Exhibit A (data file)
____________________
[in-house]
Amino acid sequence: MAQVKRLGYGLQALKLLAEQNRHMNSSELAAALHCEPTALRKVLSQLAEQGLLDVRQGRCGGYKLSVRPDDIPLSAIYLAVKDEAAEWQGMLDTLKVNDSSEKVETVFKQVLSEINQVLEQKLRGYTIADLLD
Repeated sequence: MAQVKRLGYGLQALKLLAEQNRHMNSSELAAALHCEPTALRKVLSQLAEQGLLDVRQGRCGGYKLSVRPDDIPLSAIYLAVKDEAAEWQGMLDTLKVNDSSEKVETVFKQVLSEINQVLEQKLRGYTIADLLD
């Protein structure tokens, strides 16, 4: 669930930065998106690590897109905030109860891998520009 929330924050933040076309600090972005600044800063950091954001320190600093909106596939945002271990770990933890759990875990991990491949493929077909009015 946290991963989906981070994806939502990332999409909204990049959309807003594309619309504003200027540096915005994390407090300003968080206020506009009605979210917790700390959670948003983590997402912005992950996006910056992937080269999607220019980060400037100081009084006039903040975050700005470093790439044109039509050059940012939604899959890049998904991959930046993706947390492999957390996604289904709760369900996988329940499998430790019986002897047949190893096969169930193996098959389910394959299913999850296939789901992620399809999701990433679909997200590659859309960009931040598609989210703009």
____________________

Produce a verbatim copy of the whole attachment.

[in-house]
Amino acid sequence: MAQVKRLGYGLQALKLLAEQNRHMNSSELAAALHCEPTALRKVLSQLAEQGLLDVRQGRCGGYKLSVRPDDIPLSAIYLAVKDEAAEWQGMLDTLKVNDSSEKVETVFKQVLSEINQVLEQKLRGYTIADLLD
Repeated sequence: MAQVKRLGYGLQALKLLAEQNRHMNSSELAAALHCEPTALRKVLSQLAEQGLLDVRQGRCGGYKLSVRPDDIPLSAIYLAVKDEAAEWQGMLDTLKVNDSSEKVETVFKQVLSEINQVLEQKLRGYTIADLLD
């Protein structure tokens, strides 16, 4: 669930930065998106690590897109905030109860891998520009 929330924050933040076309600090972005600044800063950091954001320190600093909106596939945002271990770990933890759990875990991990491949493929077909009015 946290991963989906981070994806939502990332999409909204990049959309807003594309619309504003200027540096915005994390407090300003968080206020506009009605979210917790700390959670948003983590997402912005992950996006910056992937080269999607220019980060400037100081009084006039903040975050700005470093790439044109039509050059940012939604899959890049998904991959930046993706947390492999957390996604289904709760369900996988329940499998430790019986002897047949190893096969169930193996098959389910394959299913999850296939789901992620399809999701990433679909997200590659859309960009931040598609989210703009």